Amy Williams and Sandra Johnson say as they see it, Dr. Tressie Harper is the problem with Moss Point schools.
"There is fear. There's total fear," Johnson says.
"It's her way or the highway," Williams says.
They say Harper's leadership chases qualified employees away.
"My brother-in-law resigned his job to go and work in Baghdad, Iraq to get away from this woman," Johnson says.
"We've lost so many teachers, good qualified teachers," Williams says.
The news that the school board asked Harper to resign was news Johnson and Williams had waited to hear.
"I was so excited I couldn't hardly stay in my skin," Johnson says.
But not everyone was so excited.
"The people that fired her really don't represent the total population of Moss Point," resident Lonnie Hopkins says.
Hopkins, David Mathews, and Michael Stallworth are on the other side. They're some of Dr. Harper's supporters.
"It looks as though there's an ulterior motive behind it," Mathews says.
Harper's supporters say test scores clearly show she's doing her job.
"On the last report that came out...of what the state requirement was, we over exceeded that," Stallworth says.
"The criteria to fire a district superintendent should be based on what takes place in the educational realm, rather than personal motives or personal vendettas," Mathews says.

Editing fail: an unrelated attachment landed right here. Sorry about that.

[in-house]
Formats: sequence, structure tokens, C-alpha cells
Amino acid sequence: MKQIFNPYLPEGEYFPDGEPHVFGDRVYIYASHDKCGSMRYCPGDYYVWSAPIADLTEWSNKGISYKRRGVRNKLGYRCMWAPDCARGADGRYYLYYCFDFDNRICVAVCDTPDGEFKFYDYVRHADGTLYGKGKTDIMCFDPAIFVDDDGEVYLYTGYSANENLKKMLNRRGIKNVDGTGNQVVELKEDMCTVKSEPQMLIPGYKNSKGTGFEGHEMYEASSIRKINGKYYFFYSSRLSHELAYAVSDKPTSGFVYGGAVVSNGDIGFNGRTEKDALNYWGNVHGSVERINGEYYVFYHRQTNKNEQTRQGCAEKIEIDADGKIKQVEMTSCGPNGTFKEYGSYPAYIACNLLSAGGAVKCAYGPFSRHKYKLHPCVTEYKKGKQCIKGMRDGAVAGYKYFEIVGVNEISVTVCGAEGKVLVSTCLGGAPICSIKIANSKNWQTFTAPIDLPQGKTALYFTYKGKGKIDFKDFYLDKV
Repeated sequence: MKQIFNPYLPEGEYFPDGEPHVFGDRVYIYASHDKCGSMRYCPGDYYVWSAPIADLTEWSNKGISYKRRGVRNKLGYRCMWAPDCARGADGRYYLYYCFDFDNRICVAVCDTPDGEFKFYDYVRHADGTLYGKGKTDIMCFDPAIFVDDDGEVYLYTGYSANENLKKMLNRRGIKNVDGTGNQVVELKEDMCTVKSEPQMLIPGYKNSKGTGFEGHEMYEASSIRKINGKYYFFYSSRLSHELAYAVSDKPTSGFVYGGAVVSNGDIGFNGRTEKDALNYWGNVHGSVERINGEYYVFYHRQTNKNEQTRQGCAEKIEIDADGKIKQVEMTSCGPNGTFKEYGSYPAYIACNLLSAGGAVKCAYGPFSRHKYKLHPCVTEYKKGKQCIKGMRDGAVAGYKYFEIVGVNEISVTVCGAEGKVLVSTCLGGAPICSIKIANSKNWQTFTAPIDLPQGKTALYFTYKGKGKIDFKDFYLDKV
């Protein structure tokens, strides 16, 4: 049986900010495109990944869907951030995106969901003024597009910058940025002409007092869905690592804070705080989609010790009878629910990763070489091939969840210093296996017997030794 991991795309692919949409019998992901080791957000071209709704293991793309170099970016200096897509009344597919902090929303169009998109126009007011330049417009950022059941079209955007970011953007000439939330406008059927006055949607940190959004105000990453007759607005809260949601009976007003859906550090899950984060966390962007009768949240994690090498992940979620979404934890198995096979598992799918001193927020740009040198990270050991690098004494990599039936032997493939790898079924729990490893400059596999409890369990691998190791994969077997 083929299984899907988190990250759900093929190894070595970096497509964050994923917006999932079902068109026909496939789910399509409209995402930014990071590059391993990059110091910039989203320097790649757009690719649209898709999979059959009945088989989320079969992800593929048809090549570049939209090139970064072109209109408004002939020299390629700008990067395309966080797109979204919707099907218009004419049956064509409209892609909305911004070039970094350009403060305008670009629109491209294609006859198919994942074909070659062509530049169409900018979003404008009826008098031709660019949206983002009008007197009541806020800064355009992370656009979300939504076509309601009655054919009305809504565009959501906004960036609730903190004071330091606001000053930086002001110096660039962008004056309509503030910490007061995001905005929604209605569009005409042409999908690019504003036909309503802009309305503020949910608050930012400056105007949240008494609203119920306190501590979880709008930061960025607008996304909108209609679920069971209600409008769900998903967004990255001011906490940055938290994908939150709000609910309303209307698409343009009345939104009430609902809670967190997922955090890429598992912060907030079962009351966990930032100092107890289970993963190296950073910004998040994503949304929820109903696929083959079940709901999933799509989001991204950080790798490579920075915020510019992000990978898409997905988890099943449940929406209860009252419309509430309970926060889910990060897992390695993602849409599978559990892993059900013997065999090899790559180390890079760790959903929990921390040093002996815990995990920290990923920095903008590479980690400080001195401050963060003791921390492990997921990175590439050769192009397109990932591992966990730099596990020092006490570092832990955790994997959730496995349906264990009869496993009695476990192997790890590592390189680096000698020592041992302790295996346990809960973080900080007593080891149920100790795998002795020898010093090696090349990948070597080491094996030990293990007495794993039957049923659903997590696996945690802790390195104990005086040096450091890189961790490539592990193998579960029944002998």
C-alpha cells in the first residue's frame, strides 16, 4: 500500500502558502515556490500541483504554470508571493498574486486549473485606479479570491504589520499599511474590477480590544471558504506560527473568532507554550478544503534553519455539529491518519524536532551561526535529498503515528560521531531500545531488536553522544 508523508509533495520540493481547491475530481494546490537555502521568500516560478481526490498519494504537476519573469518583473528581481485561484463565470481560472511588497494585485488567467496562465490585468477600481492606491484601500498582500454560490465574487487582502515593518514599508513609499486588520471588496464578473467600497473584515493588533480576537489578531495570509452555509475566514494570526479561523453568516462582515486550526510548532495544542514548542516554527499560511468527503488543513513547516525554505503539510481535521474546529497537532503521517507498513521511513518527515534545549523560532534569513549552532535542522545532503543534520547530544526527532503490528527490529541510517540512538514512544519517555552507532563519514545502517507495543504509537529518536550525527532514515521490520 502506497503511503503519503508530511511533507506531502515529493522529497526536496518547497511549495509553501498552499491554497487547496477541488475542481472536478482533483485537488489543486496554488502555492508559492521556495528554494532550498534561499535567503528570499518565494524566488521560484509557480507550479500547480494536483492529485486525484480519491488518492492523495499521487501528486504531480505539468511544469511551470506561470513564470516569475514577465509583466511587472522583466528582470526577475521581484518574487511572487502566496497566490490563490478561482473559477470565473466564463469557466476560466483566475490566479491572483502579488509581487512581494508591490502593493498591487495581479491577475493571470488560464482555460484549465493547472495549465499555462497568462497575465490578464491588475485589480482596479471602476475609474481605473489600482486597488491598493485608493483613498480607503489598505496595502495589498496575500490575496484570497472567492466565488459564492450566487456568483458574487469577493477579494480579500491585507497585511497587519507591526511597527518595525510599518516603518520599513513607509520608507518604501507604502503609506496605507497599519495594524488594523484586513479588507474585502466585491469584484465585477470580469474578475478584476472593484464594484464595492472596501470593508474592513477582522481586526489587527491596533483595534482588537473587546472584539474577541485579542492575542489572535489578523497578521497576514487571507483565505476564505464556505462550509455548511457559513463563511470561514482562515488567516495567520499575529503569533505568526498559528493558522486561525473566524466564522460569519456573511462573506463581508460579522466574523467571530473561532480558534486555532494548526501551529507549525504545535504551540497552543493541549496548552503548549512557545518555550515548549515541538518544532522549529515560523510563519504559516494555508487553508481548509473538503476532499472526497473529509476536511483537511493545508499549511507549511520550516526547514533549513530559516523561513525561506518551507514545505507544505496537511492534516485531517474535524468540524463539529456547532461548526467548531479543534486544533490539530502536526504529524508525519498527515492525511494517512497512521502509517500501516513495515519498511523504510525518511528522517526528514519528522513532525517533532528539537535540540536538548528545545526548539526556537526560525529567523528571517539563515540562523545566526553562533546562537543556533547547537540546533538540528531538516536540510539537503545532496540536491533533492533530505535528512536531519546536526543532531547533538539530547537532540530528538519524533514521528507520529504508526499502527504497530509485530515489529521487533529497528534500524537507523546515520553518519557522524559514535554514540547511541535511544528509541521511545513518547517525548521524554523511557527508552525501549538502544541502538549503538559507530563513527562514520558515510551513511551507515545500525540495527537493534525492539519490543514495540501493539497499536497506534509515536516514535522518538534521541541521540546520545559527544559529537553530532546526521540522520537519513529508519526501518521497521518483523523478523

Stallworth says Harper's changes have made the schools better, but ruffled some feathers.
"You have people that have been set in places in Moss Point, prior to her coming, that had their own little dynasty. That'd gotten complacent in these spots. They didn't want change, but Dr. Harper made them change," Stallworth adds.
They say if Moss Point losses Harper, it will be a setback.
Dr. Harper did not resign Friday, as the board asked her to do. She says she plans on doing everything in her power to hold onto her position as superintendent of Moss Point School, including hiring an attorney.
School board president Mary Carter was unavailable for comment.